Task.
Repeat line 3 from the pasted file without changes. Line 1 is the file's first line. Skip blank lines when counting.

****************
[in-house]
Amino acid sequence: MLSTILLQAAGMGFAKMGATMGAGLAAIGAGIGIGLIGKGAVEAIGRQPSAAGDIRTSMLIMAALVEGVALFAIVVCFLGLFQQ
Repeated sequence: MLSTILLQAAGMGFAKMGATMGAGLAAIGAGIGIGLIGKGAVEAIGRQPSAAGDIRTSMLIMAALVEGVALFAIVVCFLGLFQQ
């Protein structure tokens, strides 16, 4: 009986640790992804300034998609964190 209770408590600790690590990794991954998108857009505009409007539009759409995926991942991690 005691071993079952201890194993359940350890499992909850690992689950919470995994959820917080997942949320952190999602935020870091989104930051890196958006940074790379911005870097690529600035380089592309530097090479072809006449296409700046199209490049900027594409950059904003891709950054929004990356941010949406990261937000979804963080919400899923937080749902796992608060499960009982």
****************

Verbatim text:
Repeated sequence: MLSTILLQAAGMGFAKMGATMGAGLAAIGAGIGIGLIGKGAVEAIGRQPSAAGDIRTSMLIMAALVEGVALFAIVVCFLGLFQQ